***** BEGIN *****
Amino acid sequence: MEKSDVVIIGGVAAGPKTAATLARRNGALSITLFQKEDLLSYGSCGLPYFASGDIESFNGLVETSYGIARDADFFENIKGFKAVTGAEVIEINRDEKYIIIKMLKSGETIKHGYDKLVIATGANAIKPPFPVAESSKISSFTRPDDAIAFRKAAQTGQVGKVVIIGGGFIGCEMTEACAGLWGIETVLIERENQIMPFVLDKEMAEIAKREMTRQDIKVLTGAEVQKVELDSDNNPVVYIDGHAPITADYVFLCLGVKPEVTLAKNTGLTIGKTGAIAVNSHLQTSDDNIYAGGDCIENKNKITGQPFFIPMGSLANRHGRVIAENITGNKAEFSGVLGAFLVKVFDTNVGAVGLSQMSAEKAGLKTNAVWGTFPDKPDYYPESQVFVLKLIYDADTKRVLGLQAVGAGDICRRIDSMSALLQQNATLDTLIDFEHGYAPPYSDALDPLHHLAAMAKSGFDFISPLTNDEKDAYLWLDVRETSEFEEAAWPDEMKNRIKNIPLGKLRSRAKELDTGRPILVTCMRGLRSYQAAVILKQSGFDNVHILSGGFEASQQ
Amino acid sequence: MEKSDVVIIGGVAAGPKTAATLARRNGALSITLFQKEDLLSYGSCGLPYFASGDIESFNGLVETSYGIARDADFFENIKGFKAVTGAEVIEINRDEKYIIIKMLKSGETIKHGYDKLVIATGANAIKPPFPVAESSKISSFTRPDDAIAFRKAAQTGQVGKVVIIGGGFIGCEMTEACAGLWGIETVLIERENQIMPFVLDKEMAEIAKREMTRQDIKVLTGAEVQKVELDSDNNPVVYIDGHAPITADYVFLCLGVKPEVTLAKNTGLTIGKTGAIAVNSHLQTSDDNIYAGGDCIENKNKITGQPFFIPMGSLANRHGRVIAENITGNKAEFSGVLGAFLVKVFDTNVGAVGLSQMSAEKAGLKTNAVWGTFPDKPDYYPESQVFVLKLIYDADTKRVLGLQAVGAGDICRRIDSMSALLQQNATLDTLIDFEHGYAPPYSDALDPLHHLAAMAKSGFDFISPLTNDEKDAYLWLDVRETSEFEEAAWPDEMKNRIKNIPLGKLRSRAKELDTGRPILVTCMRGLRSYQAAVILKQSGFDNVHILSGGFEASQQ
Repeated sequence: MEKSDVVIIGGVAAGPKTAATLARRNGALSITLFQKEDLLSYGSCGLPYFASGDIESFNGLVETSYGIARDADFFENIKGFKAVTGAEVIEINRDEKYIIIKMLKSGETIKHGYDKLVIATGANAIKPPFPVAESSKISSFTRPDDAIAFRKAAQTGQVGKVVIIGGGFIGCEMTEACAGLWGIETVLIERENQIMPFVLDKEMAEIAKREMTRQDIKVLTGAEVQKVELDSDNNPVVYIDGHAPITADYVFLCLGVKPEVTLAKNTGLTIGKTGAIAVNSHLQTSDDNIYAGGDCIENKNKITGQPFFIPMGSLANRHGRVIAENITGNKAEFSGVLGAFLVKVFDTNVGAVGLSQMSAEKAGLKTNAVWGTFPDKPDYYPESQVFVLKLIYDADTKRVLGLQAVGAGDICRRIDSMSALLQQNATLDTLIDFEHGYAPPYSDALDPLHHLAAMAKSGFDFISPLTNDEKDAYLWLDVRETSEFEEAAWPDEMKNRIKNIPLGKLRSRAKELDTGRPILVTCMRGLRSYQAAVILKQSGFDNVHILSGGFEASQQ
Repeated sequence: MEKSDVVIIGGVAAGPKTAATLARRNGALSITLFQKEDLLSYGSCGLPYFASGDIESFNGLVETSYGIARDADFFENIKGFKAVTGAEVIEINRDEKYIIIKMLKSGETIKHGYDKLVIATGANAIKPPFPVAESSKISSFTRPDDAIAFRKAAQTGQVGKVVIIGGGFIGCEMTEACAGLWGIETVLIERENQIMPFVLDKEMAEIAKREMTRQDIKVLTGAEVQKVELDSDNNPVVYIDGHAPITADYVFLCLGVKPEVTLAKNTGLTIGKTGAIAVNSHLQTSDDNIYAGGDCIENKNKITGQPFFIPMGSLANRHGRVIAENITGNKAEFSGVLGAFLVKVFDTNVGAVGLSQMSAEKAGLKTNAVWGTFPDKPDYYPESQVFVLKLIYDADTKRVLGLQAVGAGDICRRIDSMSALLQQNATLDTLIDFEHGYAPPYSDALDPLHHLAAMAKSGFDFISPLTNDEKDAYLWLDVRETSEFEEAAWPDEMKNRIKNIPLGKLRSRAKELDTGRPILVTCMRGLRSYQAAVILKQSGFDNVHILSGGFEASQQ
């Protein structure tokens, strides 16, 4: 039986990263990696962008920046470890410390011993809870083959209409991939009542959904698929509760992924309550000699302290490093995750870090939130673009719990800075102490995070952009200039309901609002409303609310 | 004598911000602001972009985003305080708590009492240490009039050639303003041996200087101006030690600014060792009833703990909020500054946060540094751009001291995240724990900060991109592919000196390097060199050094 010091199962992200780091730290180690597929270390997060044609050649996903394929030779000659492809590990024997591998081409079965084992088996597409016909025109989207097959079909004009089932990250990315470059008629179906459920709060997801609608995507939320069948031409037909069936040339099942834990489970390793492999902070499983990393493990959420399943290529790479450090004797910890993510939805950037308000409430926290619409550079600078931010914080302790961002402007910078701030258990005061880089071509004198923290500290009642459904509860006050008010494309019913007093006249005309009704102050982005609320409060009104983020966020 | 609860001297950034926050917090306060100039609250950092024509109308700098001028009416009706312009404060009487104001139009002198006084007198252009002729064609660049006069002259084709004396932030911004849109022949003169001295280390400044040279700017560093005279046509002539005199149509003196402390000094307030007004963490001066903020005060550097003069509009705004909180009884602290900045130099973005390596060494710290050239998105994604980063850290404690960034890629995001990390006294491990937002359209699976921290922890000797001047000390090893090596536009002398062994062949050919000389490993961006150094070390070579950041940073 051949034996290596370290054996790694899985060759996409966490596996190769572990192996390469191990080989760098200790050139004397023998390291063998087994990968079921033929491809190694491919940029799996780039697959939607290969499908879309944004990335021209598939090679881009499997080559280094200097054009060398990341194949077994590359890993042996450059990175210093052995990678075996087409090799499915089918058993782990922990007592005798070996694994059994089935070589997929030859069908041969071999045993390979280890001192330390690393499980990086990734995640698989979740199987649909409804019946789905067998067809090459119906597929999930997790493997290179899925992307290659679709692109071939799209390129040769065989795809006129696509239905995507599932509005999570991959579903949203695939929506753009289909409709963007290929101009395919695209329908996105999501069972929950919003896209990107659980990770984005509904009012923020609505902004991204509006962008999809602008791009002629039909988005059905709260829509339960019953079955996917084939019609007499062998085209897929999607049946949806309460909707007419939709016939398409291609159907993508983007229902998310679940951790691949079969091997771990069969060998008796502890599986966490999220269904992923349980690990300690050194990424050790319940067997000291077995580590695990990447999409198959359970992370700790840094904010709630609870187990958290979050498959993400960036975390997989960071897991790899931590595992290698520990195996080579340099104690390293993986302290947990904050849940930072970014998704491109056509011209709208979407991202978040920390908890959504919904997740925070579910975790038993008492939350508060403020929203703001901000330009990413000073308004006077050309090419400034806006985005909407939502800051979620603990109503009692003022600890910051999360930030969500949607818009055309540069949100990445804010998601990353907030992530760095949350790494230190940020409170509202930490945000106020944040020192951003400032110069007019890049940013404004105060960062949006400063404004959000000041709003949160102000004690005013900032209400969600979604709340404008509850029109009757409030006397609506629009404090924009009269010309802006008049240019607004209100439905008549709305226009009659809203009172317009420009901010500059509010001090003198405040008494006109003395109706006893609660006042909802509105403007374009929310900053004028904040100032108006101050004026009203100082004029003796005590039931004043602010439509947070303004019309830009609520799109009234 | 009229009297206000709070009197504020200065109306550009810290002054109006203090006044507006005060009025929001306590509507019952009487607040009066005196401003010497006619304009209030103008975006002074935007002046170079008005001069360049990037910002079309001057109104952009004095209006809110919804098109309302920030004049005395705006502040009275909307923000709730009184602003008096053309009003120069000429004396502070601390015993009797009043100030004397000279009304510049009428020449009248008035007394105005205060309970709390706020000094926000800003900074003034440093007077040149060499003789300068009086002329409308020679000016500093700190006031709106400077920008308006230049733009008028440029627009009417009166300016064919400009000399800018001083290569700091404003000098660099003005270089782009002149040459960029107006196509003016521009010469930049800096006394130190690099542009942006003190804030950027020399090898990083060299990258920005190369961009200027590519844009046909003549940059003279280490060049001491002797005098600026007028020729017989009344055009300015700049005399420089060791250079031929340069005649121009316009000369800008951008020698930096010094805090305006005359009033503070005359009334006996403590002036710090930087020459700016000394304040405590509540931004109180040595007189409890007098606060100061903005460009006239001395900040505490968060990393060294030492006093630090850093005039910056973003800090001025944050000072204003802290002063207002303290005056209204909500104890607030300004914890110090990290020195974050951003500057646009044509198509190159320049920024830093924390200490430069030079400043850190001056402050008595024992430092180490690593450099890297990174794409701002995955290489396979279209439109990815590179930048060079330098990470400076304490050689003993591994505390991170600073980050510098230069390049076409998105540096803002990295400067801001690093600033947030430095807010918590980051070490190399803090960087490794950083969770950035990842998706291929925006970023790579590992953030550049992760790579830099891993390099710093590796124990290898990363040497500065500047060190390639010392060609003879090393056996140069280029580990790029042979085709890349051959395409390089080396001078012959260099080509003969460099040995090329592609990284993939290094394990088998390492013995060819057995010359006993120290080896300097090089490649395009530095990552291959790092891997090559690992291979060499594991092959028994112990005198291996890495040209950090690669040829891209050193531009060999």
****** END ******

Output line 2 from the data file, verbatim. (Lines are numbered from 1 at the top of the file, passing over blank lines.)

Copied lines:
Amino acid sequence: MEKSDVVIIGGVAAGPKTAATLARRNGALSITLFQKEDLLSYGSCGLPYFASGDIESFNGLVETSYGIARDADFFENIKGFKAVTGAEVIEINRDEKYIIIKMLKSGETIKHGYDKLVIATGANAIKPPFPVAESSKISSFTRPDDAIAFRKAAQTGQVGKVVIIGGGFIGCEMTEACAGLWGIETVLIERENQIMPFVLDKEMAEIAKREMTRQDIKVLTGAEVQKVELDSDNNPVVYIDGHAPITADYVFLCLGVKPEVTLAKNTGLTIGKTGAIAVNSHLQTSDDNIYAGGDCIENKNKITGQPFFIPMGSLANRHGRVIAENITGNKAEFSGVLGAFLVKVFDTNVGAVGLSQMSAEKAGLKTNAVWGTFPDKPDYYPESQVFVLKLIYDADTKRVLGLQAVGAGDICRRIDSMSALLQQNATLDTLIDFEHGYAPPYSDALDPLHHLAAMAKSGFDFISPLTNDEKDAYLWLDVRETSEFEEAAWPDEMKNRIKNIPLGKLRSRAKELDTGRPILVTCMRGLRSYQAAVILKQSGFDNVHILSGGFEASQQ